Fossil mammoth teeth tell us about past climates and plant communities
Written August 7, 2012, published September 2012
‘swamps’ at the Copelin Ranch along Latah Creek in Spokane County (site 06). When assembled in 1886 in the Field Museum of Natural History in Chicago, Illinois, this ‘mammoth’ was considered to be the first fully mounted specimen, albeit a composite from several individuals, of a mammoth in North America. (Photo from Higley, 1886.)
Washington Geology, vol. 27, no. 2/3/4, December 1999, page 25 “Some Notable Finds of Columbian Mammoths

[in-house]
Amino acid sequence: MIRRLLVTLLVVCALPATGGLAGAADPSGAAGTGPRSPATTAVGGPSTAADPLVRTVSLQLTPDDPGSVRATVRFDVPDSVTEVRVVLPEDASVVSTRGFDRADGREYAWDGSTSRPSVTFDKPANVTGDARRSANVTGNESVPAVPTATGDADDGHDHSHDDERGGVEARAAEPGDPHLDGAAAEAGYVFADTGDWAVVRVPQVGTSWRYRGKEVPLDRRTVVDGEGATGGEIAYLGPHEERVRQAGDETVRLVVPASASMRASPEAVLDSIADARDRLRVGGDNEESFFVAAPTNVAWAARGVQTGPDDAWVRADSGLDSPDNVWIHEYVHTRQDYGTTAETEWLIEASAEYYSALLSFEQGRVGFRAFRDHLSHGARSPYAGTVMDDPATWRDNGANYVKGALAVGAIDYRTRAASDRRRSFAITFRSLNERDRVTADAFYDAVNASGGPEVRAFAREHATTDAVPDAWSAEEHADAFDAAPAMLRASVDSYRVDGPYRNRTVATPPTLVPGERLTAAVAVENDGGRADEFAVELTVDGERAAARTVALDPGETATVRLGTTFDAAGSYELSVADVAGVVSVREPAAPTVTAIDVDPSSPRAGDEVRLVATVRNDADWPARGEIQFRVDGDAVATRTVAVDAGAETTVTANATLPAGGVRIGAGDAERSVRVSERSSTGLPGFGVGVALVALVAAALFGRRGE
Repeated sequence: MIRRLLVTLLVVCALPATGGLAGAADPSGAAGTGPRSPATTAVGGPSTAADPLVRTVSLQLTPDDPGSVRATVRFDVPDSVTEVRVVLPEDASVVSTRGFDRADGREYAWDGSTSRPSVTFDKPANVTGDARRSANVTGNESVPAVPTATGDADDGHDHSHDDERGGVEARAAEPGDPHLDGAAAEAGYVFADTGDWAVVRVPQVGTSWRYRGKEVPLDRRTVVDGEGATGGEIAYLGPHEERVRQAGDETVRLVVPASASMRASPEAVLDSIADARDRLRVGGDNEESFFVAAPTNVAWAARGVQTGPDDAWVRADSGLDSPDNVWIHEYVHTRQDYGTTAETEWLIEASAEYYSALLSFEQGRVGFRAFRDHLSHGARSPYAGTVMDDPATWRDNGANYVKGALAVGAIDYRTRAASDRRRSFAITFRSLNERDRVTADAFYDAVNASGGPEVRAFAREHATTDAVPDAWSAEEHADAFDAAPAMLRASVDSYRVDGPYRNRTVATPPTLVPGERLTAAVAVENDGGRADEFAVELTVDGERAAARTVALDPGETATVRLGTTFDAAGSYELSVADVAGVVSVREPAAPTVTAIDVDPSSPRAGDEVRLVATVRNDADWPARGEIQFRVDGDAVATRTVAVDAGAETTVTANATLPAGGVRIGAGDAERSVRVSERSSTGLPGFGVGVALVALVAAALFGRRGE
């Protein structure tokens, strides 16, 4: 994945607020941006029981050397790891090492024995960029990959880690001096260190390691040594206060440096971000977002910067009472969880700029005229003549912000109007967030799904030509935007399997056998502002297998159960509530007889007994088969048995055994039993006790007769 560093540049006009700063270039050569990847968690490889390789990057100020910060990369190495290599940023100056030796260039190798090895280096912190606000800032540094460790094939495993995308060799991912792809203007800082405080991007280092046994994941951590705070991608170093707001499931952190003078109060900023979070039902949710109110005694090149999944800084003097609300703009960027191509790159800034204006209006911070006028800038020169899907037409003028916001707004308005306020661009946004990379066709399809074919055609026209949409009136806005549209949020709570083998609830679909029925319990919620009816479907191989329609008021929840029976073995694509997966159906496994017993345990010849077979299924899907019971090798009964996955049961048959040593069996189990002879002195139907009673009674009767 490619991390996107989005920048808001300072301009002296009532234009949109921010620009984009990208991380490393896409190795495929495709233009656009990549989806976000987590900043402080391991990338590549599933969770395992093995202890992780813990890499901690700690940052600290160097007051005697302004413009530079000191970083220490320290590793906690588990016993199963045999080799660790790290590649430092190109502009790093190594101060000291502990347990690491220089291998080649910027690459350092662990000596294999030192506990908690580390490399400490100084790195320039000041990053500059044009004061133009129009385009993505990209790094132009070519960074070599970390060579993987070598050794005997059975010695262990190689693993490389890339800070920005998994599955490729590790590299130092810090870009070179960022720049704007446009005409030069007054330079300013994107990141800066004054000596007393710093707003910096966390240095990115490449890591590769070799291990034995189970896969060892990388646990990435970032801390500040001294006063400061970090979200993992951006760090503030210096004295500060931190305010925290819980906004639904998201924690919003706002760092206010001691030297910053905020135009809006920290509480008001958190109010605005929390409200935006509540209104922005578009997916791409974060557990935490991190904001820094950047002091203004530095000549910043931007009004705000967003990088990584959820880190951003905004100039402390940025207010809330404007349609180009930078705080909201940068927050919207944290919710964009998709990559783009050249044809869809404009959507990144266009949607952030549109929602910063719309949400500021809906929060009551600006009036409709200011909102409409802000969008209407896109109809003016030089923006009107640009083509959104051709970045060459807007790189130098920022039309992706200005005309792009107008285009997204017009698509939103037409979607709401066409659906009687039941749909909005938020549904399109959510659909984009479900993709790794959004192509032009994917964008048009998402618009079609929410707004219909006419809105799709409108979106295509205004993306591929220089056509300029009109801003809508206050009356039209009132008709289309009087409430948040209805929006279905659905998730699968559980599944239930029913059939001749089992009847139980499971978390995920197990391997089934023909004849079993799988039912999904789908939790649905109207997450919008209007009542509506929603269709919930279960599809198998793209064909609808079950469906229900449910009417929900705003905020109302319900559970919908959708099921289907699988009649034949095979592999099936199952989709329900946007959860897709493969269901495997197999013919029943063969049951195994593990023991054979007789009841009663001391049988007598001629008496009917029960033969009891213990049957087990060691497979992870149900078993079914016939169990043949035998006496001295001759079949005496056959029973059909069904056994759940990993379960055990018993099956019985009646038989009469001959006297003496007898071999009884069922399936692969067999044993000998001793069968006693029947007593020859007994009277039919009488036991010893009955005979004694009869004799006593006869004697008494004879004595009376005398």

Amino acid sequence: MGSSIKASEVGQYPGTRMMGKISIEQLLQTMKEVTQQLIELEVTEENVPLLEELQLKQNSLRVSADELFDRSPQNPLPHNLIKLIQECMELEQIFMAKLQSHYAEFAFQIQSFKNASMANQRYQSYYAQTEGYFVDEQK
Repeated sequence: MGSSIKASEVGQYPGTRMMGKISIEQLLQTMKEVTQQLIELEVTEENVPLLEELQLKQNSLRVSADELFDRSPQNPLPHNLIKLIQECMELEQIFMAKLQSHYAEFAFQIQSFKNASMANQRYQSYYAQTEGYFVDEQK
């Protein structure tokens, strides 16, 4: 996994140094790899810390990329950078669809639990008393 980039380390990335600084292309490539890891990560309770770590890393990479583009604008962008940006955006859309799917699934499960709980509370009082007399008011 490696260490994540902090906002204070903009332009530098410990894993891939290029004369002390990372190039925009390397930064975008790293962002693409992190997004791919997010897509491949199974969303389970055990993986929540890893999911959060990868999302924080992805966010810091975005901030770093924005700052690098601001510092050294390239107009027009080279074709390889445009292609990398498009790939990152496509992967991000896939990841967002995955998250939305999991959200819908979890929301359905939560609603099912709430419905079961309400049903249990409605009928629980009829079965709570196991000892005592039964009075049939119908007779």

from Washington State” Bax R. Barton
The Columbian mammoth, Mammuthus columbi, is the state fossil. Bax Barton wrote in Washington Geology (Vol. 27 (2/3/4), 1999, page 23) “Of the 39 counties in Washington, only heavily forested counties on the west side of the Cascade mountains (for example, Skamania and Wahkiakum) and less populated counties on the east side (for example, Ferry and Pend Oreille) have thus far failed to produce mammoth fossils.” The Columbian mammoth was up to 13 feet tall and just under 10 tons, eating around 500 pounds of vegetation per day. This mammoth had long tusks, and was not very hairy, unlike other mammoth species, and also unlike mastodons.
|Mammoth tooth on display at Pacific County Historical Society, South Bend, WA. It was collected from the floodplain of the North River in north Pacific County. Photo by Kathleen Sayce.|